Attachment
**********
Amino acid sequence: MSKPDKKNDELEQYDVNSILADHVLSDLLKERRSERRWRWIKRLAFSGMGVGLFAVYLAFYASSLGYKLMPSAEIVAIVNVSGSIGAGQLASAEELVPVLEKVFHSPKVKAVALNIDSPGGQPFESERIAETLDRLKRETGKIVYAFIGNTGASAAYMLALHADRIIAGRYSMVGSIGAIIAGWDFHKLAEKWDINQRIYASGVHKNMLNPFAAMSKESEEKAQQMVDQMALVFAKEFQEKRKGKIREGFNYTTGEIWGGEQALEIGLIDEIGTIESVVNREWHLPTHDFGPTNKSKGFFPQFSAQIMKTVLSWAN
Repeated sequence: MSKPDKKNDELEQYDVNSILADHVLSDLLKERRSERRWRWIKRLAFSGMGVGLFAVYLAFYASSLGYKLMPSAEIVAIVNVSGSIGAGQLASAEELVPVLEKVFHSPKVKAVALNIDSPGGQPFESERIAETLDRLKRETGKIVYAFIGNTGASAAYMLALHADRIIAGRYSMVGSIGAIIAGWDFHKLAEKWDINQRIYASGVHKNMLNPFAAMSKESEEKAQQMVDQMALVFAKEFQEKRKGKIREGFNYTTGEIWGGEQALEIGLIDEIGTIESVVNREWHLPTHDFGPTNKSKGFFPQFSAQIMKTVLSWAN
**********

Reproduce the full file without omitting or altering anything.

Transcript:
Amino acid sequence: MSKPDKKNDELEQYDVNSILADHVLSDLLKERRSERRWRWIKRLAFSGMGVGLFAVYLAFYASSLGYKLMPSAEIVAIVNVSGSIGAGQLASAEELVPVLEKVFHSPKVKAVALNIDSPGGQPFESERIAETLDRLKRETGKIVYAFIGNTGASAAYMLALHADRIIAGRYSMVGSIGAIIAGWDFHKLAEKWDINQRIYASGVHKNMLNPFAAMSKESEEKAQQMVDQMALVFAKEFQEKRKGKIREGFNYTTGEIWGGEQALEIGLIDEIGTIESVVNREWHLPTHDFGPTNKSKGFFPQFSAQIMKTVLSWAN
Repeated sequence: MSKPDKKNDELEQYDVNSILADHVLSDLLKERRSERRWRWIKRLAFSGMGVGLFAVYLAFYASSLGYKLMPSAEIVAIVNVSGSIGAGQLASAEELVPVLEKVFHSPKVKAVALNIDSPGGQPFESERIAETLDRLKRETGKIVYAFIGNTGASAAYMLALHADRIIAGRYSMVGSIGAIIAGWDFHKLAEKWDINQRIYASGVHKNMLNPFAAMSKESEEKAQQMVDQMALVFAKEFQEKRKGKIREGFNYTTGEIWGGEQALEIGLIDEIGTIESVVNREWHLPTHDFGPTNKSKGFFPQFSAQIMKTVLSWAN